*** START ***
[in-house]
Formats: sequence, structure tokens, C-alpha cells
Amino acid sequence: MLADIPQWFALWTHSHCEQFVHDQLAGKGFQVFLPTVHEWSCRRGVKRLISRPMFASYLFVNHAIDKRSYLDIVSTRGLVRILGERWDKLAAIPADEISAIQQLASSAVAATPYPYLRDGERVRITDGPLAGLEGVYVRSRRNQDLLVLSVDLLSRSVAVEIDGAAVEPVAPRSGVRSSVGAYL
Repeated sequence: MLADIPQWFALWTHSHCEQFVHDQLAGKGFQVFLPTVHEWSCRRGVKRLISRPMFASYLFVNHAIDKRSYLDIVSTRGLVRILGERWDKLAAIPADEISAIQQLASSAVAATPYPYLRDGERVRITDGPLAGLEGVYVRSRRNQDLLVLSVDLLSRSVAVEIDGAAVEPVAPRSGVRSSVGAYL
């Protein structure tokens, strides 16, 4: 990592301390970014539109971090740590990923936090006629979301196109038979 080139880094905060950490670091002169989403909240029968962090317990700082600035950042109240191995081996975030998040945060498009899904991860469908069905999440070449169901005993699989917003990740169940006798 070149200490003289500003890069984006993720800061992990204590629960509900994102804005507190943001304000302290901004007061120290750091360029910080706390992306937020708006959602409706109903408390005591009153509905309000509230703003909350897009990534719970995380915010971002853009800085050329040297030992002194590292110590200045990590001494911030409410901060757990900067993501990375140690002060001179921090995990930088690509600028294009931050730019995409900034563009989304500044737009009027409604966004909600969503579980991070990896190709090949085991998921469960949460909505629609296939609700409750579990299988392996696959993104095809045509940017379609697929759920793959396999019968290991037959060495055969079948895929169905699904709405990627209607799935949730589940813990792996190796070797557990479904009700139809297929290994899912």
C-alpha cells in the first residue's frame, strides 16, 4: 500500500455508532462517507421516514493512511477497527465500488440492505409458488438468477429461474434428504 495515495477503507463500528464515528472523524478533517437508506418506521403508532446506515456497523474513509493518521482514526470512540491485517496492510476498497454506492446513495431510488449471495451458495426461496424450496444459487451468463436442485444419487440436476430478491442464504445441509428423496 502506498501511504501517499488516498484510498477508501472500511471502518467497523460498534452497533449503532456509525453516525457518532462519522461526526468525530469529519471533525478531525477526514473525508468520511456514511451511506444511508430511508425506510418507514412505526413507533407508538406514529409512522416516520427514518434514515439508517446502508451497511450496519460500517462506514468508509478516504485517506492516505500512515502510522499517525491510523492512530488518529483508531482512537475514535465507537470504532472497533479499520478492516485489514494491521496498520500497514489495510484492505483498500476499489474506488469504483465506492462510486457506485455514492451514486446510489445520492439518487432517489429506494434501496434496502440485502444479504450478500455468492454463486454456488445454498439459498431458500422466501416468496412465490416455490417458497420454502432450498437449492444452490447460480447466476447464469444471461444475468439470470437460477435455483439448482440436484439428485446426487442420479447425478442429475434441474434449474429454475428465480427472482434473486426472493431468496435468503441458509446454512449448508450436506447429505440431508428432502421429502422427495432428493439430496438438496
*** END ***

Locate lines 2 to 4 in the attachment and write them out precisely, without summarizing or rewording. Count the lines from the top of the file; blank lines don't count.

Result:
Formats: sequence, structure tokens, C-alpha cells
Amino acid sequence: MLADIPQWFALWTHSHCEQFVHDQLAGKGFQVFLPTVHEWSCRRGVKRLISRPMFASYLFVNHAIDKRSYLDIVSTRGLVRILGERWDKLAAIPADEISAIQQLASSAVAATPYPYLRDGERVRITDGPLAGLEGVYVRSRRNQDLLVLSVDLLSRSVAVEIDGAAVEPVAPRSGVRSSVGAYL
Repeated sequence: MLADIPQWFALWTHSHCEQFVHDQLAGKGFQVFLPTVHEWSCRRGVKRLISRPMFASYLFVNHAIDKRSYLDIVSTRGLVRILGERWDKLAAIPADEISAIQQLASSAVAATPYPYLRDGERVRITDGPLAGLEGVYVRSRRNQDLLVLSVDLLSRSVAVEIDGAAVEPVAPRSGVRSSVGAYL